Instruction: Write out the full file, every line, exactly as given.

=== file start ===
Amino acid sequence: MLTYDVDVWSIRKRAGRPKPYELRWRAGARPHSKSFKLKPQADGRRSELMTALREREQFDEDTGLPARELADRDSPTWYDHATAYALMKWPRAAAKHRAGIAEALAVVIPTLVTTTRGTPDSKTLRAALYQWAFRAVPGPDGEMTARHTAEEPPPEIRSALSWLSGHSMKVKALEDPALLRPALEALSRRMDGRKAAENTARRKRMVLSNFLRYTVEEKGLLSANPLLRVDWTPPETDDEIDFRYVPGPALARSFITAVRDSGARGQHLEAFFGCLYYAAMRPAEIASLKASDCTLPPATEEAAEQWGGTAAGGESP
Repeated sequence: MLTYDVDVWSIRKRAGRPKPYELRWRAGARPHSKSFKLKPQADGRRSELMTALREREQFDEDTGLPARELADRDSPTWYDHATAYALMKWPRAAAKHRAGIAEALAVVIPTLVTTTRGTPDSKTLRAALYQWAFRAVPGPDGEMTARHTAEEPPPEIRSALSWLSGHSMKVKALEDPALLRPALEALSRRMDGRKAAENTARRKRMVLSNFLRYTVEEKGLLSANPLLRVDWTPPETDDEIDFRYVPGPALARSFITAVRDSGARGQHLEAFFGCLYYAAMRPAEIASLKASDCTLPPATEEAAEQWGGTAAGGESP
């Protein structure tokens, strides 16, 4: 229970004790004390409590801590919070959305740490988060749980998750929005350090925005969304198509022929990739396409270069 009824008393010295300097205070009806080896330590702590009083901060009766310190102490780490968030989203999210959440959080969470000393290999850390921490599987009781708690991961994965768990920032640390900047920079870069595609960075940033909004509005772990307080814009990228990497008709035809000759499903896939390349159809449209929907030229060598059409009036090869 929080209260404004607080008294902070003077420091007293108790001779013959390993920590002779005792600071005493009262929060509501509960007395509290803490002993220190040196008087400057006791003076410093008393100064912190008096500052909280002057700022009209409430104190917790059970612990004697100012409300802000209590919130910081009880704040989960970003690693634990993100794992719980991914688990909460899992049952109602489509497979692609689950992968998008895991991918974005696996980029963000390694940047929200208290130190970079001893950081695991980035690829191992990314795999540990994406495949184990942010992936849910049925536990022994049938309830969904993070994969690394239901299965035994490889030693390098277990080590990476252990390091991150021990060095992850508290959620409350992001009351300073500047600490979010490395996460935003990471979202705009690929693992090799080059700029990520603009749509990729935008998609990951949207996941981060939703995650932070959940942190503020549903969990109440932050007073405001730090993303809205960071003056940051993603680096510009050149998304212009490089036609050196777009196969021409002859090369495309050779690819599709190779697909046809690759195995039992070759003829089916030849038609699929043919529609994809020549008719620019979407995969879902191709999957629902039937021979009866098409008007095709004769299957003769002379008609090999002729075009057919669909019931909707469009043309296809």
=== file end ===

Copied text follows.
Amino acid sequence: MLTYDVDVWSIRKRAGRPKPYELRWRAGARPHSKSFKLKPQADGRRSELMTALREREQFDEDTGLPARELADRDSPTWYDHATAYALMKWPRAAAKHRAGIAEALAVVIPTLVTTTRGTPDSKTLRAALYQWAFRAVPGPDGEMTARHTAEEPPPEIRSALSWLSGHSMKVKALEDPALLRPALEALSRRMDGRKAAENTARRKRMVLSNFLRYTVEEKGLLSANPLLRVDWTPPETDDEIDFRYVPGPALARSFITAVRDSGARGQHLEAFFGCLYYAAMRPAEIASLKASDCTLPPATEEAAEQWGGTAAGGESP
Repeated sequence: MLTYDVDVWSIRKRAGRPKPYELRWRAGARPHSKSFKLKPQADGRRSELMTALREREQFDEDTGLPARELADRDSPTWYDHATAYALMKWPRAAAKHRAGIAEALAVVIPTLVTTTRGTPDSKTLRAALYQWAFRAVPGPDGEMTARHTAEEPPPEIRSALSWLSGHSMKVKALEDPALLRPALEALSRRMDGRKAAENTARRKRMVLSNFLRYTVEEKGLLSANPLLRVDWTPPETDDEIDFRYVPGPALARSFITAVRDSGARGQHLEAFFGCLYYAAMRPAEIASLKASDCTLPPATEEAAEQWGGTAAGGESP
């Protein structure tokens, strides 16, 4: 229970004790004390409590801590919070959305740490988060749980998750929005350090925005969304198509022929990739396409270069 009824008393010295300097205070009806080896330590702590009083901060009766310190102490780490968030989203999210959440959080969470000393290999850390921490599987009781708690991961994965768990920032640390900047920079870069595609960075940033909004509005772990307080814009990228990497008709035809000759499903896939390349159809449209929907030229060598059409009036090869 929080209260404004607080008294902070003077420091007293108790001779013959390993920590002779005792600071005493009262929060509501509960007395509290803490002993220190040196008087400057006791003076410093008393100064912190008096500052909280002057700022009209409430104190917790059970612990004697100012409300802000209590919130910081009880704040989960970003690693634990993100794992719980991914688990909460899992049952109602489509497979692609689950992968998008895991991918974005696996980029963000390694940047929200208290130190970079001893950081695991980035690829191992990314795999540990994406495949184990942010992936849910049925536990022994049938309830969904993070994969690394239901299965035994490889030693390098277990080590990476252990390091991150021990060095992850508290959620409350992001009351300073500047600490979010490395996460935003990471979202705009690929693992090799080059700029990520603009749509990729935008998609990951949207996941981060939703995650932070959940942190503020549903969990109440932050007073405001730090993303809205960071003056940051993603680096510009050149998304212009490089036609050196777009196969021409002859090369495309050779690819599709190779697909046809690759195995039992070759003829089916030849038609699929043919529609994809020549008719620019979407995969879902191709999957629902039937021979009866098409008007095709004769299957003769002379008609090999002729075009057919669909019931909707469009043309296809």